‘Vardy v Rooney’ will play Tuesdays only at Wyndham’s Theatre until January. In April it transfers to the Ambassadors Theatre for a ‘normal’ run.
The world can be divided into two groups: those who remember where they were on October 9 2019 and those who were living under a rock. For the benefit of you rock-dwellers, October 9 was the day Coleen Rooney posted an explosive revelation on her social media channels. Unbeknownst to her millions of followers, even her family and friends, Rooney had quietly been conducting an investigation into who from her inner circle had been leaking stories about her and her family to The Sun newspaper. The infamous ‘reveal post’ ended with the now iconic line ‘It’s……….Rebekah Vardy’s account’.
Playing on Tuesday at Wyndham’s Theatre in the West End for the next couple of months, ‘Vardy v Rooney: The Wagatha Christie Trial’ is a pretty faithful stage retelling of the 2022 libel case that followed, as Vardy took Rooney to court to prove her innocence. Fans of a courtroom drama have a lot to be excited about as Lisa Spirling’s production proudly announces that all dialogue delivered from the witness stand is taken directly from the court transcripts and indeed it does write itself (albeit with some judicious pruning from editor Liv Hennessy).
There is no need for additional funny quips as the testimony given by Lucy May Barker’s Vardy is funnier than anything any writer could fathom. Under cross-examination at one point, she begins ‘If I’m being honest’ to which David Sherborne, QC remarks ‘I would hope you are being honest, since you’re in the witness box in the high court’. A thousand monkeys with a thousand typewriters couldn’t write dialogue like this.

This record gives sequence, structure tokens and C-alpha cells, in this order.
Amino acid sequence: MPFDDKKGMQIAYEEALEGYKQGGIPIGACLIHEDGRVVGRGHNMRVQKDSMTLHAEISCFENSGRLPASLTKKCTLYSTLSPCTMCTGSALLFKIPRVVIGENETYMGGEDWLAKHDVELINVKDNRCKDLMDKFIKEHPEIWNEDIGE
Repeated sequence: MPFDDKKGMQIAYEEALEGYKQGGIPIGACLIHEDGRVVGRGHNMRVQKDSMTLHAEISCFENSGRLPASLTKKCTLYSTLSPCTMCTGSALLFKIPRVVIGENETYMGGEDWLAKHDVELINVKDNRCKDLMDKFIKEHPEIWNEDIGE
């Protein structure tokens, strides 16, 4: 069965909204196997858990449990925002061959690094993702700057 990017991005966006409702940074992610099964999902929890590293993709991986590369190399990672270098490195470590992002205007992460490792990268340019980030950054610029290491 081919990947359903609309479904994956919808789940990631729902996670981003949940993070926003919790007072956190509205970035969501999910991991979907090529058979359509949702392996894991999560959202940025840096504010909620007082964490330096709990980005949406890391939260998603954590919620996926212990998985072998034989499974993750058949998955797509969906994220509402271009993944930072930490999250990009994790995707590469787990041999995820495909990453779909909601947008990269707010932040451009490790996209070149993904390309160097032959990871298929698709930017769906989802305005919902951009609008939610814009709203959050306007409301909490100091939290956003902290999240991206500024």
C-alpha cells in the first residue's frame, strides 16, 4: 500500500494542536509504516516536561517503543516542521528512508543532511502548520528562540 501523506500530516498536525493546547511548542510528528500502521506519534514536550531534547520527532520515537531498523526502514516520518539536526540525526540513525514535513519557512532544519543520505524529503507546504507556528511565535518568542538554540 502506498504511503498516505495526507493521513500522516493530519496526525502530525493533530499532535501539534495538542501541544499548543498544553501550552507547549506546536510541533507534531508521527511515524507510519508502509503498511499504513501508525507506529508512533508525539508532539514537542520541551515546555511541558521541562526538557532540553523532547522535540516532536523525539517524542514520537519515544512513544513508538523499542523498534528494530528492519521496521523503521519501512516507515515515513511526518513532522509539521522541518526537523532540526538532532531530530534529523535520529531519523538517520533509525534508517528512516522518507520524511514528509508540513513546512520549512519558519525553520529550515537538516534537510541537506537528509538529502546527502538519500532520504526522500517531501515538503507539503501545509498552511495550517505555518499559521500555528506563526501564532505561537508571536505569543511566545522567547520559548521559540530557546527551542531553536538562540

Tom Turner and Jonathan Broadbent are pitch-perfect as the sneering QCs (Broadbent’s delivery of the line ‘Someone on the internet called my client an “evil rat-faced bitch”!’ will stay with me for ever) while Laura Dos Santo’s Rooney is measured, human and just the right amount of smug. Lucy May Barker’s portrayal of Vardy carries the first half, doing a lot with very little dialogue.
This commitment to the transcripts necessitates the need for an explanation as to what the hell’s going on at certain points: two football pundits are on hand to provide context to the finer points of libel law. While it’s a funny device, their constant interruptions throw off the rhythm of the plot in one of the show’s few weak points. The football theme is continued via Polly Sullivan’s football-pitch set – it’s a pretty simple idea, but not bad considering this play only has the theatre one night a week.
Like all good theatre, ‘Wagatha Christie’ is about more than meets the eye. This is a show about what privacy means in the twenty-first-century world of social media. It’s about jealousy, money and the uneasy relationship between the British press and celebrities. It’s also about class and how football is one of the few avenues available for working-class people to transcend their humble beginnings to find themselves in the rarefied world of the super-rich and the intense scrutiny that comes with it.
It takes a bit of time to find its feet, but once it hits its stride, ‘Wagatha Christie’ is a gripping retelling of what went down in court that week. It will leave you lamenting that all UK court cases are not publicly televised: this one would have pulled in bigger audiences than all of Wayne Rooney’s World Cup appearances combined.